It Is Not Who I Am Inside That Defines Me

In a scene from the movie “Batman Begins”, the Dark Knight said to Rachel (the DPP) “It is not what I am inside but what I do that defines me”.



Is that true?



If so, does that negate all those “It’s what’s you are inside that counts” philosophies?



I find myself haunted by that phrase. Because if I substitute the words “who I am” with any of the following, I find myself being confronted by my responsibility for my actions and consequences.



The substitute words:



- what I feel

- what I think

- what I intent

- how angry I get

- how “motivated” I am

- how much (or lack of) money I have

- what IM ebooks/memberships/courses/etc I’ve bought

- insert any other reason or excuse you can think of



“It’s not (insert the substitutes here) but what I do that defines me (or my character/life/success/destiny/results/etc)”



“It’s not who I am but what I do that defines me”



“It’s not who I am but what I do that defines me“



That is a scary proposition. That sets up a standard that brooks no excuse for not doing what needs to be done...and for stopping what shouldn’t be done. Much harder than staying comfy in my own little zone, choosing to believe what I believe, and using those “beliefs” to justify that “who I am” precludes my doing/not doing something, thereby excusing the results (or lack thereof) that I’m experiencing right now in my life.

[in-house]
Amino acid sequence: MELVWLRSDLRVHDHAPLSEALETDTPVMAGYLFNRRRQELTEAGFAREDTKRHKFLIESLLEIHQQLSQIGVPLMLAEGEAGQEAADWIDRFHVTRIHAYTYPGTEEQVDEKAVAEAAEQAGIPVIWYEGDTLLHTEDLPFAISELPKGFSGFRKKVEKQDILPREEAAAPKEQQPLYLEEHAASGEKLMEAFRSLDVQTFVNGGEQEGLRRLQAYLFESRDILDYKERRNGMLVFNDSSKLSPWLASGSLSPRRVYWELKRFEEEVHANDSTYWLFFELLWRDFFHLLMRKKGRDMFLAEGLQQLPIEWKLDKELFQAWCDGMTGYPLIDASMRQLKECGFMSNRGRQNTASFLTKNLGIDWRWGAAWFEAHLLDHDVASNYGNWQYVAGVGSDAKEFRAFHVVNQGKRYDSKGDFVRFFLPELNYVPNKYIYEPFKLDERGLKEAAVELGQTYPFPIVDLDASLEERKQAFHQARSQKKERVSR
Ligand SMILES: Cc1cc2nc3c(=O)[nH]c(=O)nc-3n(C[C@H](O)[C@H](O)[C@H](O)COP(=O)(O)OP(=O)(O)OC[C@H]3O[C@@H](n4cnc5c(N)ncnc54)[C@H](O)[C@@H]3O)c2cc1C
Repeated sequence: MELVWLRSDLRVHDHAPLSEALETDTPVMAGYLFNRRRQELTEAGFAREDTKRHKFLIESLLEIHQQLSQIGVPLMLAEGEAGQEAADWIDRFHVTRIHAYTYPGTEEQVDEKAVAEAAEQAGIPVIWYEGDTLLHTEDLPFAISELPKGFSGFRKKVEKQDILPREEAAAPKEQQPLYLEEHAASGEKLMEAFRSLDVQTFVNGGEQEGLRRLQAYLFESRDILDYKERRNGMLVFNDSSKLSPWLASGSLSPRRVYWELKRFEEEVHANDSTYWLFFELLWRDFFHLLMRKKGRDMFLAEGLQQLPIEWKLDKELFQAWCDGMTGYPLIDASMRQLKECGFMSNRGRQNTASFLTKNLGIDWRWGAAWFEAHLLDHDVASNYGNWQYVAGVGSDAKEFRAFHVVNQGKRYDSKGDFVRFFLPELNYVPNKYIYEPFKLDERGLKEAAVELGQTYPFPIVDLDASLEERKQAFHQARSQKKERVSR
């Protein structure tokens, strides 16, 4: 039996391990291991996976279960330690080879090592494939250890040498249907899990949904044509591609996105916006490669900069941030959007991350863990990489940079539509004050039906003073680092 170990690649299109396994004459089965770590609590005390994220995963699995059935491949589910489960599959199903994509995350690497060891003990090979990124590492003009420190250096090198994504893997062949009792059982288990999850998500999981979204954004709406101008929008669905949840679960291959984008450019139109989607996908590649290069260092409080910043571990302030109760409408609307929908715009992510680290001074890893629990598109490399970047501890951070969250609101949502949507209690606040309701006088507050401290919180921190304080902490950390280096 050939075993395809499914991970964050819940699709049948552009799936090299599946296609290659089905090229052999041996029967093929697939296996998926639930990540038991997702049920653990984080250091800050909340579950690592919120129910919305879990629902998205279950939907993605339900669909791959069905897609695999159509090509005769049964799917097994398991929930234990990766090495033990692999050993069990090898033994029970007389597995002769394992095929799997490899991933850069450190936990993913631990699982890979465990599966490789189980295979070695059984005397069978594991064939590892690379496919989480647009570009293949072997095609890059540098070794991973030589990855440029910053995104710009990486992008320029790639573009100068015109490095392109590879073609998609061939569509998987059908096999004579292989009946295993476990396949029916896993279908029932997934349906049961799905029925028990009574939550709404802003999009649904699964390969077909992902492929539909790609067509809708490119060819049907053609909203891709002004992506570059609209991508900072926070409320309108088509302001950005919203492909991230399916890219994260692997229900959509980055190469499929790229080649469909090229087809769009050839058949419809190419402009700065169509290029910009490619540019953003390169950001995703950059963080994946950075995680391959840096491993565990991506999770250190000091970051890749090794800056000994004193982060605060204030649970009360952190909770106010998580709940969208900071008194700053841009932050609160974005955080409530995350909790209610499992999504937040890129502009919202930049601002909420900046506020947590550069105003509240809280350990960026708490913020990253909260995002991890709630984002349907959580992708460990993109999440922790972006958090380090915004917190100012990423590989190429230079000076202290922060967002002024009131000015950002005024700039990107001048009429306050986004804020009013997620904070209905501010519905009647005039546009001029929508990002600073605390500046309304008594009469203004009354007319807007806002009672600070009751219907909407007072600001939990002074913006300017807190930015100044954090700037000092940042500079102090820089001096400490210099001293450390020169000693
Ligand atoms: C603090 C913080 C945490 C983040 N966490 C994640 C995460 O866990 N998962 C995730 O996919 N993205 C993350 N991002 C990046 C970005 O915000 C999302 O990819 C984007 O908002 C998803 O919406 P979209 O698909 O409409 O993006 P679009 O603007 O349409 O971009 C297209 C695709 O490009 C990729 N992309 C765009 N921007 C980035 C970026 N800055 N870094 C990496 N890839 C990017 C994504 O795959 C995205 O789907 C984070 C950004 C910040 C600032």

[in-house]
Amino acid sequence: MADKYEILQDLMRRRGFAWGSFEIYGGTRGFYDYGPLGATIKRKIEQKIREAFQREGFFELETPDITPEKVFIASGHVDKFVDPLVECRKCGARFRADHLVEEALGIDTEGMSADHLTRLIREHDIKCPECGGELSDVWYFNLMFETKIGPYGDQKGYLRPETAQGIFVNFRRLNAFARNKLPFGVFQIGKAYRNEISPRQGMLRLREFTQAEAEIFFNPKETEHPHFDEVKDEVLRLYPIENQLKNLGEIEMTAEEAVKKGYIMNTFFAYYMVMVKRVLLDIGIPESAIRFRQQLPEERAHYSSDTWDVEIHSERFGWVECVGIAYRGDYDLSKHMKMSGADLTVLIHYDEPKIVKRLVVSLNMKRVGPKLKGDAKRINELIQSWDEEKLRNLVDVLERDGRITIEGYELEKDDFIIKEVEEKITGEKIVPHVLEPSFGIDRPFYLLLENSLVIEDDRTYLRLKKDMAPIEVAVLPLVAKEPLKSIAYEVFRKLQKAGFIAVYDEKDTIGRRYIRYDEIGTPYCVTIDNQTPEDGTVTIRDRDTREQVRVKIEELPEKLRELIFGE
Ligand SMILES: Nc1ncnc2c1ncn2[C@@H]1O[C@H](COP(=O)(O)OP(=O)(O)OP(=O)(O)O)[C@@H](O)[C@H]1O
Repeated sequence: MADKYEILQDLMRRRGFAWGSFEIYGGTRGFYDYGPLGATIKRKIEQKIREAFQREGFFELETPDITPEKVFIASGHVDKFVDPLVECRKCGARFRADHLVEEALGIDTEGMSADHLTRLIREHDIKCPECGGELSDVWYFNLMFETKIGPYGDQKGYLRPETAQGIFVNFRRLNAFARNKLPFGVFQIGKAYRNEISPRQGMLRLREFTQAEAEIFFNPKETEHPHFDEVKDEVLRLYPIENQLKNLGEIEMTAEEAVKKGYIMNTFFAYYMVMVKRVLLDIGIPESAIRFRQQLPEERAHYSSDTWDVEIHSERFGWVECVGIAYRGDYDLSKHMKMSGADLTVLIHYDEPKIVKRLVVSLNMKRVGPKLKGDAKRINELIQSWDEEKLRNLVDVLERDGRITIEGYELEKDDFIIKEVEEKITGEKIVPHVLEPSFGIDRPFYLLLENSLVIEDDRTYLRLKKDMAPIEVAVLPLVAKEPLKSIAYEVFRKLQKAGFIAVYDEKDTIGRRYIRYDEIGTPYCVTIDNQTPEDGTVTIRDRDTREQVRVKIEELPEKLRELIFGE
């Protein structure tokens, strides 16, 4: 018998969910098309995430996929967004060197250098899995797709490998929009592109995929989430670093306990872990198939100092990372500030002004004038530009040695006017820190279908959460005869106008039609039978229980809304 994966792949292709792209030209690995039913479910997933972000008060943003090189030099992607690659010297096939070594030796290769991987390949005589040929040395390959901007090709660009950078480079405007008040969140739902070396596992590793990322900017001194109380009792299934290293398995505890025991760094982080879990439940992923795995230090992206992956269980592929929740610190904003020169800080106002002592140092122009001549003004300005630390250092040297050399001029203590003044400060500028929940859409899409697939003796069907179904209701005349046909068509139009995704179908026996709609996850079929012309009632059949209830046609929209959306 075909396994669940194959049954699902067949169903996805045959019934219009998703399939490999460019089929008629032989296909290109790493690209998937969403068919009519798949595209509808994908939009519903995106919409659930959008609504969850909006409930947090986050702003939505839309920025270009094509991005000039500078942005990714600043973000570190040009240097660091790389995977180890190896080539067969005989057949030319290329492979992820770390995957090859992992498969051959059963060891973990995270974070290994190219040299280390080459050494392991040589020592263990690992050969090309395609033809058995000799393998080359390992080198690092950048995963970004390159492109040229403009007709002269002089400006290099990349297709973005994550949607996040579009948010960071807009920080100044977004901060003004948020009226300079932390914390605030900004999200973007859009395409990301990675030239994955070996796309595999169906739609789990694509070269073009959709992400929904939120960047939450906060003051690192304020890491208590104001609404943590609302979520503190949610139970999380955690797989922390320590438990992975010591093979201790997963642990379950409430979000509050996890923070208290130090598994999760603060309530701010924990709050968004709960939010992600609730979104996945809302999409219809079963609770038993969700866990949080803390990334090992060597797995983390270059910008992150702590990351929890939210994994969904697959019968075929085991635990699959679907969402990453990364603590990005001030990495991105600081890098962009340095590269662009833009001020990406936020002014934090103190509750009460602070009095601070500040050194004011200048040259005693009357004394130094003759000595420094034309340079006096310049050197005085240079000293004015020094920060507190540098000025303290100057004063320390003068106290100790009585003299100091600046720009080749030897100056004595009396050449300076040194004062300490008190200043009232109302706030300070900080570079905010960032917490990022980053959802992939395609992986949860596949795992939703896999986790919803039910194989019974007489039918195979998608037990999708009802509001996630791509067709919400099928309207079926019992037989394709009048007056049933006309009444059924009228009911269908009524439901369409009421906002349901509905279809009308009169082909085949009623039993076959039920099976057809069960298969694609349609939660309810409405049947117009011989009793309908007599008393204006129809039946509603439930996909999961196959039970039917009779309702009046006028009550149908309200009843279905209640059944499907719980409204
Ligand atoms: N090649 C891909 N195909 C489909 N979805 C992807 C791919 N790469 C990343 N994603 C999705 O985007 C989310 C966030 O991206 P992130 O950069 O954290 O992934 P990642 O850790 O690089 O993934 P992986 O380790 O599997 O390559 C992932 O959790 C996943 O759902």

I find myself thinking of certain things that I should be doing but aren’t and my thoughts going “but that’s just because...”. Then along comes this excuse-killer and stops me cold in my tracks. “It’s not ‘who I am’ but what I do that defines me” and I have to literally sit down and confront the reality that I had been evading and avoiding. And do something about it.



That little ditty has been pursuing me ever since. Somebody get it back to its owner and get a refund please! Then again, we, each of us, are its owner, and it can never be given away. And there are no refunds.



You can shut it up, paint over it, keep it out of sight, whatever. But in the end… there it is. Like the Joker, it smiles and smirks and laughs at your pitiful attempts to dislodge it. And if you still do nothing about it, then, like the Joker, it asks you a more sinister question, because the the consequences of your failure to confront it are similar to the metaphorical consequences of doing exactly what the question asks:



“Have you ever danced with the devil in the pale moonlight?”

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